In the next decade, digital water technologies will be the next big innovation. With an industry predicted to be over $2Bn in 2030, this is a wide-reaching opportunity for many and a market which has a global impact. In order to create an efficient and optimised system, water and wastewater networks must find quick and decisive answers to many questions – where is the network leaking? Can we accurately predict our customers' water use? How can our processes be optimised? These questions can be answered by the implementation of sensors: creating a digital, smart, water network. This report from IDTechEx aims to provide a holistic overview of the opportunities available within the future digitisation of the water and wastewater network markets.
The WHO said in 2019 that 71% of the world's population have access to clean water. There is a direct impact on the consumer, and many companies must meet targets and goals set by their country or industry body. However, unlike the oil and gas industry, the water industry is behind with its uptake of digitisation and in monitoring of networks in many countries across the globe. With water shortages occurring across some countries – e.g. Cape Town, South Africa in 2018 – there is a real need to better monitor the usage, supply, and treatment of both supply water and waste-water networks. To achieve these goals, the water industry must digitise, and become a "Digital Water Network".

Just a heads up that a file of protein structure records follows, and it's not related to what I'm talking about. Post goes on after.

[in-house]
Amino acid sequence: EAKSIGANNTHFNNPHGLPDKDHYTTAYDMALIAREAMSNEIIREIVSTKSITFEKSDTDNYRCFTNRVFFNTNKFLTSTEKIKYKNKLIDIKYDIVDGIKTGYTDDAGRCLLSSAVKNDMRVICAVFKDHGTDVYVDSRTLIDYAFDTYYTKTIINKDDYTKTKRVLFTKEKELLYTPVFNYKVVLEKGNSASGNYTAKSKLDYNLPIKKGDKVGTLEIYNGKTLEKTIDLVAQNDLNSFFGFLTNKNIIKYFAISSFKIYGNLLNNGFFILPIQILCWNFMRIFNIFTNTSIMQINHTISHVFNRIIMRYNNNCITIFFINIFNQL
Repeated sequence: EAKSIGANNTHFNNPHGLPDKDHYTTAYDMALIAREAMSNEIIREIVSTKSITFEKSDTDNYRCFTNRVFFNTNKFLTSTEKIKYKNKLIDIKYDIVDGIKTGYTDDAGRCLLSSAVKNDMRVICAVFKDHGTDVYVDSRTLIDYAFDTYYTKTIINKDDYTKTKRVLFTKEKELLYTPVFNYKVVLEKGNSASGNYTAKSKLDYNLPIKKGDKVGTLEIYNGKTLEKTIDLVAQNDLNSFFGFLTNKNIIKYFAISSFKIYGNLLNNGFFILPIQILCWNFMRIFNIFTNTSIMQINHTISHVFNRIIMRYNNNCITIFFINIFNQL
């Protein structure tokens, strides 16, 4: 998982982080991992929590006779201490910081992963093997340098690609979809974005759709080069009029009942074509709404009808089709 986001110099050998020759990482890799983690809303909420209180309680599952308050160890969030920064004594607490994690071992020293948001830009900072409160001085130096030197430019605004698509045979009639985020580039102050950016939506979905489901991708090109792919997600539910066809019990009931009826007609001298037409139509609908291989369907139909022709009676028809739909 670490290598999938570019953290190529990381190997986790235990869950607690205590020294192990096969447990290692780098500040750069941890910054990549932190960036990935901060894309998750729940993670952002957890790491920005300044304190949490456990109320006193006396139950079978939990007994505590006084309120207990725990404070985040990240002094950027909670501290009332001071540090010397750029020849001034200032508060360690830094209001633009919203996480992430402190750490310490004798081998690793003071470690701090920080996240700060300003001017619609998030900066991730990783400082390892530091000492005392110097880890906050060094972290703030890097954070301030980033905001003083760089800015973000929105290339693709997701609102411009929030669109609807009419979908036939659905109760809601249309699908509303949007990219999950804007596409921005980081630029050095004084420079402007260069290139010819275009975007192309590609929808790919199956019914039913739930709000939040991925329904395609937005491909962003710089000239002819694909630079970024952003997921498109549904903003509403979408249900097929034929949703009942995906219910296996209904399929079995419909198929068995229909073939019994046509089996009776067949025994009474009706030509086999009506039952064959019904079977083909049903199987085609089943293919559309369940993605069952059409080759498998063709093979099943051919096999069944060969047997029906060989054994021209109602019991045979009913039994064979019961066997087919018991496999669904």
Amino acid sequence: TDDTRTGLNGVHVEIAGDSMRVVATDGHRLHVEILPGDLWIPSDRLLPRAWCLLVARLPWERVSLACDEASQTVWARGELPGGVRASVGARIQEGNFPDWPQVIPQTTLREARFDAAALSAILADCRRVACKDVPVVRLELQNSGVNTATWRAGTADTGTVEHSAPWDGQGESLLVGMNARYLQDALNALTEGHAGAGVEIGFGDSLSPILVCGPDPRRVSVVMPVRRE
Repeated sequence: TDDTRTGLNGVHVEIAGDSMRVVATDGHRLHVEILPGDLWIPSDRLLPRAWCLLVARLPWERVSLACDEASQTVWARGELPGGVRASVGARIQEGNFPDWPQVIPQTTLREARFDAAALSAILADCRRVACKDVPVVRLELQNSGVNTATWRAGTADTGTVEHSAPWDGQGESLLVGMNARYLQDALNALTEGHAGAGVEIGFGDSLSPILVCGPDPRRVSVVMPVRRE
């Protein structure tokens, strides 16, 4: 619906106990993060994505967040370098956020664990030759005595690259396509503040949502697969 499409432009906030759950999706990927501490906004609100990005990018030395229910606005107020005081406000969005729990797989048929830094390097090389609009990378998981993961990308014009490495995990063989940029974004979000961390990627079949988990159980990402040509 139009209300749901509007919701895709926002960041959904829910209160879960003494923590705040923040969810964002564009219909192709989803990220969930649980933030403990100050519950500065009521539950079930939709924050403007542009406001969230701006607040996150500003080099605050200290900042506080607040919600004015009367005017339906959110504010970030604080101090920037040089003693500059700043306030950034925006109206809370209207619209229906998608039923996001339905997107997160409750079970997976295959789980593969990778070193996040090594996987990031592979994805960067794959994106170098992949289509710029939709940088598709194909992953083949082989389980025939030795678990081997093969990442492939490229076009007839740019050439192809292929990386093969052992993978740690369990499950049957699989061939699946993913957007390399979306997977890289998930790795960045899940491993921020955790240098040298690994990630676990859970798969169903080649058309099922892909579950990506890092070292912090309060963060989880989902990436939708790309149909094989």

A digital, or "smart", water network is a water network which has additional capabilities, sensors, IoT devices, which allow the user to maintain and run a network more efficiently and effectively.
Such a water network enables water utilities to:
- Remotely monitor and identify problems, so they can pre-emptively prioritize and identify maintenance issues. They can then remotely control all aspects of the water distribution network using data insights.
- The customer can be provided with information and tools so they can make informed choices about their behaviour patterns.
- Transparently and confidentially comply with regulations and policies on water quality and conservation.
There are many different solutions available for water utilities and municipal areas to use for digitising their networks. Within this report, there are multiple sensors discussed and examples shown, with their use cases, benefits, and drawbacks discussed. These sensors are grouped into six main areas:
- Pressure Measurements
- Flow levels
- Flow meters
- Acoustic emission
- Chemical measurements
These sensors can be used in multiple applications across the water and wastewater industries to help companies and municipalities reach their targets and goals. For example, they can be used in water pipe networks, water treatment plants, wastewater pipe networks and wastewater treatment plants. This report provides a clear and concise analysis of these four sectors, and opportunities for all these summarised, for quick and easy understanding of this exciting market area.
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